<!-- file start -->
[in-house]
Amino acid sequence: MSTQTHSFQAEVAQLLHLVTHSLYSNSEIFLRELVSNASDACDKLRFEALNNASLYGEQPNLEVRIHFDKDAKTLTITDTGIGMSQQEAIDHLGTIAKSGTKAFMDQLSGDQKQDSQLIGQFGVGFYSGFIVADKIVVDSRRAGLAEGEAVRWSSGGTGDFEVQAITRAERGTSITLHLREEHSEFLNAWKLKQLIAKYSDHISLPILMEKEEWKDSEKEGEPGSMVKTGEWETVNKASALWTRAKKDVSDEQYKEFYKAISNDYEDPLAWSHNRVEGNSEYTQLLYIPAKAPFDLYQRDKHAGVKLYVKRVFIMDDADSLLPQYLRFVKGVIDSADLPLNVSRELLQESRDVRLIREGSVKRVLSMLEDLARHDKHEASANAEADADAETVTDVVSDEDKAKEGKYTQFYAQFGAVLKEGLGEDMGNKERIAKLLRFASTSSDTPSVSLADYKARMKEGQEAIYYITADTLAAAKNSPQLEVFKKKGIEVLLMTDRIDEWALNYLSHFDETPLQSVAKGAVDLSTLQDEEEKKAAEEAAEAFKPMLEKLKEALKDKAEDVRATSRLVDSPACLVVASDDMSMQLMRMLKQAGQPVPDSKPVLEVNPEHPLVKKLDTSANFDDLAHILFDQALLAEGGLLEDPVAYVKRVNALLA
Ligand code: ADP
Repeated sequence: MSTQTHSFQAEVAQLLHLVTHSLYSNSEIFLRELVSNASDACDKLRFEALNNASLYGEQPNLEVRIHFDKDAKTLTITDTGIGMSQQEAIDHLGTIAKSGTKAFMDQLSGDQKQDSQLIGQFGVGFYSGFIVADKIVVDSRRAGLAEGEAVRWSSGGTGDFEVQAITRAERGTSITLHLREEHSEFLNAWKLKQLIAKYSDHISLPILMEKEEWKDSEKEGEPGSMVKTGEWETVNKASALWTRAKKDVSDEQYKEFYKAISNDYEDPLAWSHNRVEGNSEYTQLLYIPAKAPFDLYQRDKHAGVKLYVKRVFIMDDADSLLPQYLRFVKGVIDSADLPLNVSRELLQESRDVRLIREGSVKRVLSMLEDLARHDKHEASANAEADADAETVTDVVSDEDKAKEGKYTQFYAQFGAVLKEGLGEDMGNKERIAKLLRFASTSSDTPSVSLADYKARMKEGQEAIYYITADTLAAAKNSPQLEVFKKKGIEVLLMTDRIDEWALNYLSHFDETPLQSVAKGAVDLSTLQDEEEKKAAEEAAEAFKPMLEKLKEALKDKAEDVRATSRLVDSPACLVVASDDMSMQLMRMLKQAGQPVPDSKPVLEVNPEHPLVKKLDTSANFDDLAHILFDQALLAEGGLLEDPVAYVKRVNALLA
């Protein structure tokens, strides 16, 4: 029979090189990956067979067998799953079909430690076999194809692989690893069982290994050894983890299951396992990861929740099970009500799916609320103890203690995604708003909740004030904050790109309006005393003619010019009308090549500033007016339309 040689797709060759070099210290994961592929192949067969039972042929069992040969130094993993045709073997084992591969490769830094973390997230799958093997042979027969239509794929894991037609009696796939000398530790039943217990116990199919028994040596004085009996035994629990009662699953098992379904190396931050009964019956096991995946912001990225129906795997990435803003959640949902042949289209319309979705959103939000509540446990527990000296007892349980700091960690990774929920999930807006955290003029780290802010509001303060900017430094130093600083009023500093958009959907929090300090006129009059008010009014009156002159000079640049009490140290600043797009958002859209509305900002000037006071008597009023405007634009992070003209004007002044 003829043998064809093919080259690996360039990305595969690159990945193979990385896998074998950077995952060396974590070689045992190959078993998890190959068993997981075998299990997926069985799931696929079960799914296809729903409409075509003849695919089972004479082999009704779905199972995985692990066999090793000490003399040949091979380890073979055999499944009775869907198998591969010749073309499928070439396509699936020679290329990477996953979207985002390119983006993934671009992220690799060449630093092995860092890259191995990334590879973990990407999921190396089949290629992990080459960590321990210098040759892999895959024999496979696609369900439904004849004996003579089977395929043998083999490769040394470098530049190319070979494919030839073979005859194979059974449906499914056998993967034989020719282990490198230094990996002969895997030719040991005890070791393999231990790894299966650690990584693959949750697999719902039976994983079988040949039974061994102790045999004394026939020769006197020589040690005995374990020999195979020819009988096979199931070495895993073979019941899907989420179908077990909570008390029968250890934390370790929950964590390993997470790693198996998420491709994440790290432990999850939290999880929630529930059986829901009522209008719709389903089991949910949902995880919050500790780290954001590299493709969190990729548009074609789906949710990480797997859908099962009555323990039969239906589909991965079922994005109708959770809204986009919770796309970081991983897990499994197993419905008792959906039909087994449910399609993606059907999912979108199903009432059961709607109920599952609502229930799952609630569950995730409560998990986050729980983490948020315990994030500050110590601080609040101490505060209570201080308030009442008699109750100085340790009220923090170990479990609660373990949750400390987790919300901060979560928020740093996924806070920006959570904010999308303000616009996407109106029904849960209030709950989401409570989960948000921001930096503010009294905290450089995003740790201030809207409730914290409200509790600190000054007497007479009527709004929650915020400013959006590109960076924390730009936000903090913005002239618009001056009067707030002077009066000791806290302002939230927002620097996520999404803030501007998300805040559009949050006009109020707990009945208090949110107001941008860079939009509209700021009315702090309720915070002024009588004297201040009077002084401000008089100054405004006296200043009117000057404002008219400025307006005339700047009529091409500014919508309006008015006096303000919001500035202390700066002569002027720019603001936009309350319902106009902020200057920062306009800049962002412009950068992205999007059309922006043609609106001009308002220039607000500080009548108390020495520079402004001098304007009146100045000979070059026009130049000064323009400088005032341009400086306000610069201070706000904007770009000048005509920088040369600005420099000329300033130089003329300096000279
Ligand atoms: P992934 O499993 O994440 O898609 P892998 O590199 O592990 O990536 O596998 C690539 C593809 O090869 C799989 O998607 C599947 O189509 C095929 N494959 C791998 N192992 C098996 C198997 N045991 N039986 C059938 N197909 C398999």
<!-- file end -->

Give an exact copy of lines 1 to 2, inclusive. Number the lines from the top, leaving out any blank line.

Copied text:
[in-house]
Amino acid sequence: MSTQTHSFQAEVAQLLHLVTHSLYSNSEIFLRELVSNASDACDKLRFEALNNASLYGEQPNLEVRIHFDKDAKTLTITDTGIGMSQQEAIDHLGTIAKSGTKAFMDQLSGDQKQDSQLIGQFGVGFYSGFIVADKIVVDSRRAGLAEGEAVRWSSGGTGDFEVQAITRAERGTSITLHLREEHSEFLNAWKLKQLIAKYSDHISLPILMEKEEWKDSEKEGEPGSMVKTGEWETVNKASALWTRAKKDVSDEQYKEFYKAISNDYEDPLAWSHNRVEGNSEYTQLLYIPAKAPFDLYQRDKHAGVKLYVKRVFIMDDADSLLPQYLRFVKGVIDSADLPLNVSRELLQESRDVRLIREGSVKRVLSMLEDLARHDKHEASANAEADADAETVTDVVSDEDKAKEGKYTQFYAQFGAVLKEGLGEDMGNKERIAKLLRFASTSSDTPSVSLADYKARMKEGQEAIYYITADTLAAAKNSPQLEVFKKKGIEVLLMTDRIDEWALNYLSHFDETPLQSVAKGAVDLSTLQDEEEKKAAEEAAEAFKPMLEKLKEALKDKAEDVRATSRLVDSPACLVVASDDMSMQLMRMLKQAGQPVPDSKPVLEVNPEHPLVKKLDTSANFDDLAHILFDQALLAEGGLLEDPVAYVKRVNALLA